Anemia is a condition characterised by a reduced number of red blood (also known as erythrocytes) cells in the blood. Is not a disease in itself but a symptom of an underlying condition. It may be caused by blood loss, red blood cell destruction (known as hemolysis) or inadequate red blood cell production.
There are two forms of anemia, regenerative and non-regenerative.
Regenerative anemia – This is the most common type of anemia in cats. The bone marrow is able to produce red blood cells but this may not occur quickly enough to replace red blood cells which are lost. Regenerative anemia can be further broken down into diseases which cause blood loss (such as trauma or certain parasites) and diseases which cause red blood cell destruction (hemolytic anemia).
Non-regenerative anemia – Inadequate red blood cell production is classified as non-regenerative anemia. This is where the body is unable to produce enough red blood cells in the bone marrow.
Role and composition of red blood cells:
Blood is composed of three different types of cells which is suspended in plasma, the liquid component of blood. All blood cells are made in the bone marrow, the spongy internal core of the bones. Bone marrow makes stem cells, which develop into one of the three types of cell within the blood. Red blood cells, white blood cells and plasma.
Red blood cells are the most abundant cell within the body and makes up approximately 40% of the blood’s volume. The role of red blood cells is to carry oxygen from the lungs to the tissues via the circulatory system (the heart, which pumps the blood and the blood vessels which transport it around the body) and remove carbon dioxide. Red blood cells contain a protein called hemoglobin, which is composed of four globulin chains, within the chain is heme, which contains an iron atom which carries the oxygen in the red blood cells. It is heme which gives blood its red colour.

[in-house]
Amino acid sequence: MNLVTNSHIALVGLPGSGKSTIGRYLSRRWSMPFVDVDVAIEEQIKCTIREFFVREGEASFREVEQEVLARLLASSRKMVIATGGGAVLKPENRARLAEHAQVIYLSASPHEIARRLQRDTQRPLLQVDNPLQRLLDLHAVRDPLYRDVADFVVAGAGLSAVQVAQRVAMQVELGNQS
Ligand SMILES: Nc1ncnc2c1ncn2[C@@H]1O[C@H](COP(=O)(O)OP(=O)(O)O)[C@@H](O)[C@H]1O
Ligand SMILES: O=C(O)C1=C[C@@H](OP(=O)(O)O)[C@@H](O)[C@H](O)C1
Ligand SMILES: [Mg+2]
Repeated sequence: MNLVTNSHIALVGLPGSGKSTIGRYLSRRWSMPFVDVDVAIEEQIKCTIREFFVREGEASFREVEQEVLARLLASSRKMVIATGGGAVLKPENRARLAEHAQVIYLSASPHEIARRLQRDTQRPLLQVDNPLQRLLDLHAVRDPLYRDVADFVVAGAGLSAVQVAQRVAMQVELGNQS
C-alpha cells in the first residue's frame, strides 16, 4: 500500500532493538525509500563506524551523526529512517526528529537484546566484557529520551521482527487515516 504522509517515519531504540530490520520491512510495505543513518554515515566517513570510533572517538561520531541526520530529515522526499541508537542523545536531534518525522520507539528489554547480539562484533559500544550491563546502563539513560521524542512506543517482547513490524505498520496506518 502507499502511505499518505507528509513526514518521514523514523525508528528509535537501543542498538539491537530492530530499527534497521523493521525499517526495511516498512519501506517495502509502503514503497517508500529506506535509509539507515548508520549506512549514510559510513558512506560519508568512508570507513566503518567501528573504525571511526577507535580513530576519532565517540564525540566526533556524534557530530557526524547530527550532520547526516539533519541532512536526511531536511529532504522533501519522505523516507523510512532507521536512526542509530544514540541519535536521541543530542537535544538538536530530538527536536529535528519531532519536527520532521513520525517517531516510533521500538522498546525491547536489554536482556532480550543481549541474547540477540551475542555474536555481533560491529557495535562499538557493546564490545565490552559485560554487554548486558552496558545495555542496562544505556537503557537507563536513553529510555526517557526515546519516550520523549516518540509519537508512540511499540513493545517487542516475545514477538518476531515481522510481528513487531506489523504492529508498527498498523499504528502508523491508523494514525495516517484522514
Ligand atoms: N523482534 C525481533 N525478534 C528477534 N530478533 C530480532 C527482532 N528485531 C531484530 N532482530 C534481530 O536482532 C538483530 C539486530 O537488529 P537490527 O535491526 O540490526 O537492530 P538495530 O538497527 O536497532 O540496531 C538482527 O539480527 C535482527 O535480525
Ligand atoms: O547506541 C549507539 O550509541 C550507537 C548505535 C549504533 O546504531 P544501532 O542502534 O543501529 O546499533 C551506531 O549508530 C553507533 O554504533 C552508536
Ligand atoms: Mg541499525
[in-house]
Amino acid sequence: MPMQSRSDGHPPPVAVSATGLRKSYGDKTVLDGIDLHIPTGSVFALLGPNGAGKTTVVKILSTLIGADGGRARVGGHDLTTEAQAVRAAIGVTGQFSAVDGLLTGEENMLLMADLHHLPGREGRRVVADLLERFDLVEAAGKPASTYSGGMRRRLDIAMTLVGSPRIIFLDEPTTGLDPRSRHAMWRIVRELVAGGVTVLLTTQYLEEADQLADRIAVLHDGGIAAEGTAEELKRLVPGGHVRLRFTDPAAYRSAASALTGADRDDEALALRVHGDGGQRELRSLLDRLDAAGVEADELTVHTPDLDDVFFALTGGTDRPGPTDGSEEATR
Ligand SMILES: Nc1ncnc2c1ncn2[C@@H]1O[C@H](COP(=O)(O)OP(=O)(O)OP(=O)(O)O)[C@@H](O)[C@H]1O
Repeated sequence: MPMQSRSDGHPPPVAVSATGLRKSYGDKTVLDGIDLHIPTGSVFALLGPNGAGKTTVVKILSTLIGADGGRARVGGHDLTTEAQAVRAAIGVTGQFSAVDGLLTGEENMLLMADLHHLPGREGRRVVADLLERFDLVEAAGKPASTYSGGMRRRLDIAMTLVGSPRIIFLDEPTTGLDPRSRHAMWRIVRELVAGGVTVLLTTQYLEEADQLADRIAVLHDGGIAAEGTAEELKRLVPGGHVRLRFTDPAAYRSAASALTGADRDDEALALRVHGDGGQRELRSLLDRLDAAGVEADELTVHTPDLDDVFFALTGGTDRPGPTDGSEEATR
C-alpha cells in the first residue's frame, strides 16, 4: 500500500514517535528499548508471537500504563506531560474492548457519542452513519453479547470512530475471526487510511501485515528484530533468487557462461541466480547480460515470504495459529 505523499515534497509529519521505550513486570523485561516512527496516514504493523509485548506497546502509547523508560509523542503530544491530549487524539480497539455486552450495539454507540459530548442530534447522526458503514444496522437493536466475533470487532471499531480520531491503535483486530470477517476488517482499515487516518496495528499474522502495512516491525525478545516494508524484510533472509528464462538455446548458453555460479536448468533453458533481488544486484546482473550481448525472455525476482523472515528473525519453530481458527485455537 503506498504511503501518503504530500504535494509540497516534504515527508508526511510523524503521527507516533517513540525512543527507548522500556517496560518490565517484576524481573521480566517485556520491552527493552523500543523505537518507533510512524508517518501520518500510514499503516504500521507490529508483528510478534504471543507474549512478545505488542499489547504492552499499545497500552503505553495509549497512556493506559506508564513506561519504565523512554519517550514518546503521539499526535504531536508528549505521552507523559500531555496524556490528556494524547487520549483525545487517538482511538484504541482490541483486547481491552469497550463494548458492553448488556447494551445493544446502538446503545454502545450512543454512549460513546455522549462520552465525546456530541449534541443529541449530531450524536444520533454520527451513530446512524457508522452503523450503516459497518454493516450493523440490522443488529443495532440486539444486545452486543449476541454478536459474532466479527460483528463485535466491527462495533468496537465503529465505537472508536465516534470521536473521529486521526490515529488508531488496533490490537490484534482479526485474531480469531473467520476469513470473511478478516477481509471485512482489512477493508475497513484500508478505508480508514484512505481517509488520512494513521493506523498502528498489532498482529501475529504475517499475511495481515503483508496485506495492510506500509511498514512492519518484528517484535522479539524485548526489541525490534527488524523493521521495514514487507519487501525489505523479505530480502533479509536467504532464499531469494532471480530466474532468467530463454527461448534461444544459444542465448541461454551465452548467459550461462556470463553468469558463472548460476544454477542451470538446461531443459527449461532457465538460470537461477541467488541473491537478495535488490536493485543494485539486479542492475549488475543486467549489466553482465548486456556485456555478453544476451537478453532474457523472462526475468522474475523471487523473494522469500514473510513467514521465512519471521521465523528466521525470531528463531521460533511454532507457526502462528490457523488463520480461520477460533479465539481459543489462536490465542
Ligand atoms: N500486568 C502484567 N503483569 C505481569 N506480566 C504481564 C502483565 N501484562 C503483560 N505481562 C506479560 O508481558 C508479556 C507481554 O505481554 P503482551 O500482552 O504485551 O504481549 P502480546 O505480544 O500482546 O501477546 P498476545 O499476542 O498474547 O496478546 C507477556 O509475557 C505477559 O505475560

Red blood cells remain in the circulation for approximately 73 days before they are broken down and recycled by the spleen, liver and bone marrow.
What causes anemia in cats?
Regenerative anemia (due to blood loss):
Hemorrhage (blood loss). The danger of sudden blood loss is twofold. Hypovolemic shock is the reduction of blood (more importantly, blood plasma, the fluid component of blood) which makes it harder for the heart to pump blood around the body resulting in multiple organ failure.
Hemorrhagic anemia occurs due to the loss of circulating red blood cells.
Parasites such as worms, fleas which feed on the cat’s blood, kittens are particularly vulnerable, as are cats with heavy parasite burdens.
Certain tumours which can result in bleeding.
Blood clotting disorders.
Gastric ulcers – Open sores which develop in the layers of the stomach which expose the delicate tissues to stomach acid resulting in internal bleeding.
Hemophilia – This bleeding disorder is due to an inability of the blood to clot properly therefore blood loss is greater than is normal. Hemophilia can occur both internally or externally (such as a cut to the skin). Unfortunately it is often difficult to detect internal bleeding. Vomiting blood or dark/tarry stools can be a sign of internal bleeding in cats.
The most common causes of blood loss in young cats is parasites, older cats are more likely to suffer from tumours or gastrointestinal ulcers.
Regenerative anemia (due to red blood cell destruction):
Blood parasites – Hemobartonella, ehrlichiosis and cytauxzoonosis cause anemia due to destruction of the red blood cells.
Immune-mediated hemolytic anemia (IMHA), is a disease in which the cat’s own immune system can become directed against its own red blood cells.